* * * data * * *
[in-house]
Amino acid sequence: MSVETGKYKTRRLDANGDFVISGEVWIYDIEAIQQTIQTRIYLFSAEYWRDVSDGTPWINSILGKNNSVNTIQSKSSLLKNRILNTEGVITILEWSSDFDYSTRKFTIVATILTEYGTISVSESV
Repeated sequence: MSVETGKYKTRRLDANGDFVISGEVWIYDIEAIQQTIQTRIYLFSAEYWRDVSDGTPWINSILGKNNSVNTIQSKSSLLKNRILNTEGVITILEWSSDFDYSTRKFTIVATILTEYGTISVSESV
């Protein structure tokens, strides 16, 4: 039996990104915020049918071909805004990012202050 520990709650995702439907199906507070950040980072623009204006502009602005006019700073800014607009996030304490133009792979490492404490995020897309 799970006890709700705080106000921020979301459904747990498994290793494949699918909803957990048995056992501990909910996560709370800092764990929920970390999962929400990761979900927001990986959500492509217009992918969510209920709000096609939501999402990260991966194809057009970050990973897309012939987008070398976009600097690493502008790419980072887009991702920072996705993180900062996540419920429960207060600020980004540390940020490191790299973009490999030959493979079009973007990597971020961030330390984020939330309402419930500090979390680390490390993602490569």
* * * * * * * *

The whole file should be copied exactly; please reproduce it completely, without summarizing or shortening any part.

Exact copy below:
[in-house]
Amino acid sequence: MSVETGKYKTRRLDANGDFVISGEVWIYDIEAIQQTIQTRIYLFSAEYWRDVSDGTPWINSILGKNNSVNTIQSKSSLLKNRILNTEGVITILEWSSDFDYSTRKFTIVATILTEYGTISVSESV
Repeated sequence: MSVETGKYKTRRLDANGDFVISGEVWIYDIEAIQQTIQTRIYLFSAEYWRDVSDGTPWINSILGKNNSVNTIQSKSSLLKNRILNTEGVITILEWSSDFDYSTRKFTIVATILTEYGTISVSESV
């Protein structure tokens, strides 16, 4: 039996990104915020049918071909805004990012202050 520990709650995702439907199906507070950040980072623009204006502009602005006019700073800014607009996030304490133009792979490492404490995020897309 799970006890709700705080106000921020979301459904747990498994290793494949699918909803957990048995056992501990909910996560709370800092764990929920970390999962929400990761979900927001990986959500492509217009992918969510209920709000096609939501999402990260991966194809057009970050990973897309012939987008070398976009600097690493502008790419980072887009991702920072996705993180900062996540419920429960207060600020980004540390940020490191790299973009490999030959493979079009973007990597971020961030330390984020939330309402419930500090979390680390490390993602490569």